Otherwise you end up with morally ridiculous situations, like equating what Adolph Eichmann did with me getting angry at someone who cuts me off in traffic. Both are sins against the commandment "Thou shalt not kill".
Roman Catholic theology is leading you astray on this issue.
In the passage above Jesus does not make any allowance for your positions.
He makes it clear our thought life, in this case about adultery, is equal to the actual physical act itself.
It is either sin or it is not.
Jesus says it is.
This is where the Roman Catholic false doctrine of mortal and venial sins leads the Roman Catholic astray.
I've had too many conversations with your fellow Roman Catholics, and probably you as well, on this issue to know Rome views the thinking about adultery as being different than the physical act.
I agree the earthly consequences are different. If you lust after another woman (or dude if you are a gal), your spouse may never know.
However, God knows and that's what really matters.
Our thought about adultery, or stealing, or murder, etc....even for a moment condemns us.
It's these thoughts we're sometimes not even aware of that condemn us. It shows how utterly impossible it is to be "good enough" to get into Heaven on our own merits.
As I've said before, IF I were a Roman Catholic I'd never let the priest out of my sight. I'd be confessing every hour on the hour....just to be sure.
Fortunately, Christianity teaches something different than Roman Catholicism.
We we profess our faith in Christ He wipes away all of our sins. He nails them to the cross.
13When you were dead in your transgressions and the uncircumcision of your flesh, He made you alive together with Him, having forgiven us all our transgressions, 14having canceled out the certificate of debt consisting of decrees against us, which was hostile to us; and He has taken it out of the way, having nailed it to the cross. Colossians 2:13-14 NASB
Sinful Curiosity is the Root of Many SinsThe Monsignor needs to talk to our kittens.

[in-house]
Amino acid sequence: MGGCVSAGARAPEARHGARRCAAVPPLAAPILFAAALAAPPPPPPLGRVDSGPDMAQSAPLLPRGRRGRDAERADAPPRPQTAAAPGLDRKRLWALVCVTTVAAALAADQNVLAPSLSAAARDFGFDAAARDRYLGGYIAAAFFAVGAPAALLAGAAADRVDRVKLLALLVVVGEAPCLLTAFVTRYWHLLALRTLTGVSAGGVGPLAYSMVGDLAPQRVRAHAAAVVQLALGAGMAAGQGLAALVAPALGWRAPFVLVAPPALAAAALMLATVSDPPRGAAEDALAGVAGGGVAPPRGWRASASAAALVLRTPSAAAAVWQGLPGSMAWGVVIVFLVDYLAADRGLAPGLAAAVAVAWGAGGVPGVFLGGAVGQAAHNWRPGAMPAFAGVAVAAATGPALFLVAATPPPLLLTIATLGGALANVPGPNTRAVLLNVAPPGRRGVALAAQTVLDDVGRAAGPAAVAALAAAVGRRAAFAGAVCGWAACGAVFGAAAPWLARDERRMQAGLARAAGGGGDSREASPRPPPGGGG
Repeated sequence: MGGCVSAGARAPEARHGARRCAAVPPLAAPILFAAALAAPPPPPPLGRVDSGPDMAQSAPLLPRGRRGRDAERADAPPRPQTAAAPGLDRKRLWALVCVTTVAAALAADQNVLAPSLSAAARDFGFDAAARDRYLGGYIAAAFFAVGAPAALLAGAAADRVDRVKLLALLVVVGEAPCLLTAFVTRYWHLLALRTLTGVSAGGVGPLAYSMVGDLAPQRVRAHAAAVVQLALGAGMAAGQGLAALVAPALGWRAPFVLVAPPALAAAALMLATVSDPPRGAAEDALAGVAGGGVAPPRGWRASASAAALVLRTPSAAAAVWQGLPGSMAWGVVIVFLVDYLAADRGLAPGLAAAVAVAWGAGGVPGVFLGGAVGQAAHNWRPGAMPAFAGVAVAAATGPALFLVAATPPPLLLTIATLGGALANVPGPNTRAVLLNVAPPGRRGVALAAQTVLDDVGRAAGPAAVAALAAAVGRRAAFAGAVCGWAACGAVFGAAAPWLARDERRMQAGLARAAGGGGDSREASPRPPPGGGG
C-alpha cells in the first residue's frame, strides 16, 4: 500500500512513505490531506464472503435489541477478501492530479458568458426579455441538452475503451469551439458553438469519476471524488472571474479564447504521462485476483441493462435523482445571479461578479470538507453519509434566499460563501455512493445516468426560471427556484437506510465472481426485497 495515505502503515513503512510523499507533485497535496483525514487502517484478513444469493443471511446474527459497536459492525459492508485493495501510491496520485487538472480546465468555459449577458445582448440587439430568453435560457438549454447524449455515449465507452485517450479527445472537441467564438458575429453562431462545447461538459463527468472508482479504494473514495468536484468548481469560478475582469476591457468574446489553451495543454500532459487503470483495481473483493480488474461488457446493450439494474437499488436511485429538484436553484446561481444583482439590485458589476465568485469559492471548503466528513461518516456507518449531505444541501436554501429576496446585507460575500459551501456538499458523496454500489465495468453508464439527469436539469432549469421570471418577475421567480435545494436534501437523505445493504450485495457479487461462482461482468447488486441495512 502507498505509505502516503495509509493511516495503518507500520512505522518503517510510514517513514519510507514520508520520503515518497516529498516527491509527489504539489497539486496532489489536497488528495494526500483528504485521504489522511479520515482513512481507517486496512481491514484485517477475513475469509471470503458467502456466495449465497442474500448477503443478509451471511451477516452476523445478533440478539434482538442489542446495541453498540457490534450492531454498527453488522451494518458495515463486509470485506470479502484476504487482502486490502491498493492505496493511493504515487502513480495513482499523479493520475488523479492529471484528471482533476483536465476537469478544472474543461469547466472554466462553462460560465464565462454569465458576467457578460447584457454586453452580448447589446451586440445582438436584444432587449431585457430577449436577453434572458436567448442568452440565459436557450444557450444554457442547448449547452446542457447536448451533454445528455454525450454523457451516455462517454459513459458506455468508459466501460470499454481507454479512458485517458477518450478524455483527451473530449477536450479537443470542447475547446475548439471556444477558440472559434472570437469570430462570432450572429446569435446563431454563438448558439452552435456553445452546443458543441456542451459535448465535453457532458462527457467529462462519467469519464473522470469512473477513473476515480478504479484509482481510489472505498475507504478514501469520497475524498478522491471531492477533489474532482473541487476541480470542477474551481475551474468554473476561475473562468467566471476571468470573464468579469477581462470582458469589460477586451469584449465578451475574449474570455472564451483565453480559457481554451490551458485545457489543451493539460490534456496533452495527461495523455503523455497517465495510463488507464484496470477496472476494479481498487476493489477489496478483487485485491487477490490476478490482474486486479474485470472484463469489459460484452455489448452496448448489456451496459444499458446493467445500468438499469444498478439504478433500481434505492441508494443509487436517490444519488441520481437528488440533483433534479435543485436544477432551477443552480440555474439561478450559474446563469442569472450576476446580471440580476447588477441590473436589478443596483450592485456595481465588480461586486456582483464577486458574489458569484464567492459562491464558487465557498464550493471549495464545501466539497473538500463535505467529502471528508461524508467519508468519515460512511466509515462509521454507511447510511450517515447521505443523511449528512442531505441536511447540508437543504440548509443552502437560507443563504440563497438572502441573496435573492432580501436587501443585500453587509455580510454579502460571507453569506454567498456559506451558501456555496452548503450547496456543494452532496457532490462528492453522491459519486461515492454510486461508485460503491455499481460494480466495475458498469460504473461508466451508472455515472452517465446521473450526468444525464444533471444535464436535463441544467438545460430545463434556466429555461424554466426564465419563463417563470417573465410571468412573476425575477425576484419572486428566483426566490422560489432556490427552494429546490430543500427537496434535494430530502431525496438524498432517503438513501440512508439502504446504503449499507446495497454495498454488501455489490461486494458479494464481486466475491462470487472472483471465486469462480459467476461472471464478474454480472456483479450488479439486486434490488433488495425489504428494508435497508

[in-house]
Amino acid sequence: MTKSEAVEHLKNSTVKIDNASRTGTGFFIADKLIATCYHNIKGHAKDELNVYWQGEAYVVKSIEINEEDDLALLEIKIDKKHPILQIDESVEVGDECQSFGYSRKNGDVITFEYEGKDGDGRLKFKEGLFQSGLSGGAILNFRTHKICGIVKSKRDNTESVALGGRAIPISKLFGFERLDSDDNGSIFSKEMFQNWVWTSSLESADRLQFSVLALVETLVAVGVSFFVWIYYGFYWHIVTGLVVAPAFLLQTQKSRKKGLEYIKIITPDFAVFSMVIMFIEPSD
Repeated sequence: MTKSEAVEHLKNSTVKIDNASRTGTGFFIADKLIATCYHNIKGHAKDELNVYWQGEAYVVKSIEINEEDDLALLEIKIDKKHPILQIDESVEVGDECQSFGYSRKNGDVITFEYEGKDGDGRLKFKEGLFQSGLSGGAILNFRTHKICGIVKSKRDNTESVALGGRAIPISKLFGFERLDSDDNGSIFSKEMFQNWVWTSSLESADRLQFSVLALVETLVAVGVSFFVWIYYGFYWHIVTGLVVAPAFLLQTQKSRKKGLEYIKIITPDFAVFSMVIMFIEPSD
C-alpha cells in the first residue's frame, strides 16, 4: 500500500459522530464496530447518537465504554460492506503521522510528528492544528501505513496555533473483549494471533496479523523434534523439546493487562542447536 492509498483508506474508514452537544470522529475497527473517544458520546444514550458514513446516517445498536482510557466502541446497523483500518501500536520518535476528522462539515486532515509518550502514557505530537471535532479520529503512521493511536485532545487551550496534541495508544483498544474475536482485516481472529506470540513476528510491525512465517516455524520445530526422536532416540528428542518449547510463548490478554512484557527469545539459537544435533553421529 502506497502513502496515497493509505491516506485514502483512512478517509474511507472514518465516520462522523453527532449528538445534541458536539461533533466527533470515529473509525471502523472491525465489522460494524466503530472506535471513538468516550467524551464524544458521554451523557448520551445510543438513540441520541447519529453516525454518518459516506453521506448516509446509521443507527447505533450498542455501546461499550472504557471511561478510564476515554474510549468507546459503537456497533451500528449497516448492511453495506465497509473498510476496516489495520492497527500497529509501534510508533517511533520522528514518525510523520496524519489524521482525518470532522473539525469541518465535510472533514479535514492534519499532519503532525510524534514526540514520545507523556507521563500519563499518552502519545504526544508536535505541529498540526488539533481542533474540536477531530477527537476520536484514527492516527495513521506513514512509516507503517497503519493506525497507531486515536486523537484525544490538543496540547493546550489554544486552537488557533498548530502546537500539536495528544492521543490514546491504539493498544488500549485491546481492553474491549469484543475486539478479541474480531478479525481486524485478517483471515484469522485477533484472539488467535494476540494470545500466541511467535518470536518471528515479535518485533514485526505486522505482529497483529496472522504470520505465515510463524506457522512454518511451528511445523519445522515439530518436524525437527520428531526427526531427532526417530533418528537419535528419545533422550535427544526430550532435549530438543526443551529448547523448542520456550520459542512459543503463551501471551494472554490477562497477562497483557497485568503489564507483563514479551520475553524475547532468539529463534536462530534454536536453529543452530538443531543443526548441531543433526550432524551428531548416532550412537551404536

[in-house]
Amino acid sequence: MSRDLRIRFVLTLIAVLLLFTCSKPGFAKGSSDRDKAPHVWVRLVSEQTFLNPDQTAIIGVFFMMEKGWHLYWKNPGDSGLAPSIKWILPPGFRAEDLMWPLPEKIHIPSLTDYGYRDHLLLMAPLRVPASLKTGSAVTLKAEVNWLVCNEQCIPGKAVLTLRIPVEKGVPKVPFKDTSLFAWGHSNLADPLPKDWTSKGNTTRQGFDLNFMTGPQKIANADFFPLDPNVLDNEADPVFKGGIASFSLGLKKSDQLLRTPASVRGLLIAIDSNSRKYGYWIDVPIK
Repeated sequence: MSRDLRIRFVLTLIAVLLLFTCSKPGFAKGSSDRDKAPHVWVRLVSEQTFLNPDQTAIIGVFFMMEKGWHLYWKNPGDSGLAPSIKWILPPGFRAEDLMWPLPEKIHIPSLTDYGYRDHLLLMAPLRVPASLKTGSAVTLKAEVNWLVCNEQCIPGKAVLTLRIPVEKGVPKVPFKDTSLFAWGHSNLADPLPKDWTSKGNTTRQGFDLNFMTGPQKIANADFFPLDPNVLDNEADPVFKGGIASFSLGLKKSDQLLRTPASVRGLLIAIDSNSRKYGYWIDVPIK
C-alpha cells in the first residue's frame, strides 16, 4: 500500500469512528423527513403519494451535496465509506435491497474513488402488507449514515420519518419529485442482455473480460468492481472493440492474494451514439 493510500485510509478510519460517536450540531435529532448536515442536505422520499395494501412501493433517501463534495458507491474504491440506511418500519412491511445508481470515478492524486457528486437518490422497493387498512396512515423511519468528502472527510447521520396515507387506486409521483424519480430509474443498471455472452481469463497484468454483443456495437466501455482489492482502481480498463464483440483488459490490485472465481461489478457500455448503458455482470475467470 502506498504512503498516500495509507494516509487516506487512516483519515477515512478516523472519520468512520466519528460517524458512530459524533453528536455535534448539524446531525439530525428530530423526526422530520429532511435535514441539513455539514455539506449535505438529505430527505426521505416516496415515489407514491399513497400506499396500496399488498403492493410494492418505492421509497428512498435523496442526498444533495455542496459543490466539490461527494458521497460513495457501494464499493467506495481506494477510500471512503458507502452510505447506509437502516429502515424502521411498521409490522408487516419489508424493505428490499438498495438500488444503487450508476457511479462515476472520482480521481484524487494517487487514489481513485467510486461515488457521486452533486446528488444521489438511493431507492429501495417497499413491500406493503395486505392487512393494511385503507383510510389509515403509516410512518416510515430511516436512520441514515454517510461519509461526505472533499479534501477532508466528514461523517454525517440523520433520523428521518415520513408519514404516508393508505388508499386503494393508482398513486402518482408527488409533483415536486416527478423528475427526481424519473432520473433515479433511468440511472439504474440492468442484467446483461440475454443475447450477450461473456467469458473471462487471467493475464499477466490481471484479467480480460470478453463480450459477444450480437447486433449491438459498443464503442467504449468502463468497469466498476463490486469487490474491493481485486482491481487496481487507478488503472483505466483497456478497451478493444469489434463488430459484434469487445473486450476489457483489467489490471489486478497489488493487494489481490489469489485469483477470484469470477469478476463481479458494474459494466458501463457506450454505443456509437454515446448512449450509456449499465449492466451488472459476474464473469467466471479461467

I'm with you. But there are many folks here who believe that sin is sin and that there is no difference between venial and mortal sin.
The example I gave was: murdering people and stealing your brother's cookies. To them, they are both the same. Bible quotes spilled out from them all over the page.
They made NO sense. Non-Catholics are free to interpret the Bible as they see fit.
For sure they are NOT Catholics.
They haven't the authority of Sacred Scripture, Sacred Tradition and the Living Magisterium--
No such thing as venial sin.
While Scripture certainly notes that there are some sins that are worse than others, such as blasphemy against the Holy Spirit, ALL sin is worthy of damnation.
You mean like this....
27You have heard that it was said, YOU SHALL NOT COMMIT ADULTERY; 28but I say to you that everyone who looks at a woman with lust for her has already committed adultery with her in his heart. Matthew 5:27-28 NASB
I already made my comment. You don't need me to add towhat I've already written.
And yet you choose to reply anyways.
Besides, you’re not arguing with me, you’re arguing with what God has written.
If you don’t like that, then take it up with the author.
In summary, people REALLY don’t like it when their sins are pointed out and condemned.
Not even in general terms.
They don’t even like being reminded.
I made an enemy for life when I pointed out that someone saying, “I’m not so bad; I haven’t actually killed people, so I must be fine in God’s sight, yes?” is still under God’s condemnation.
He threw a FIT and started spreading outright lies saying that I told people that all veterans are going to Hell, then after that spent over a year trying to financially and psychologically ruin me while also trying to get me excommunicated.
No they don't.
Roman Catholics like to dismiss the thought life as being a part of the sin nature.
Like the non-Catholic kittens who seem to perpetually crash Catholic threads?
You have one of your very own Roman Catholics who daily posts numerous articles against your pope. Daily he posts almost without fail.
And yet, not once do you ever say anything negative to him.
And you have the audacity to cry about non-Roman Catholics??
As I told you before, I never want to hear you cry about "Roman Catholic" bashing.
Your fellow Roman Catholic does far, far more "bashing" than any non-Roman Catholic I've seen on these threads.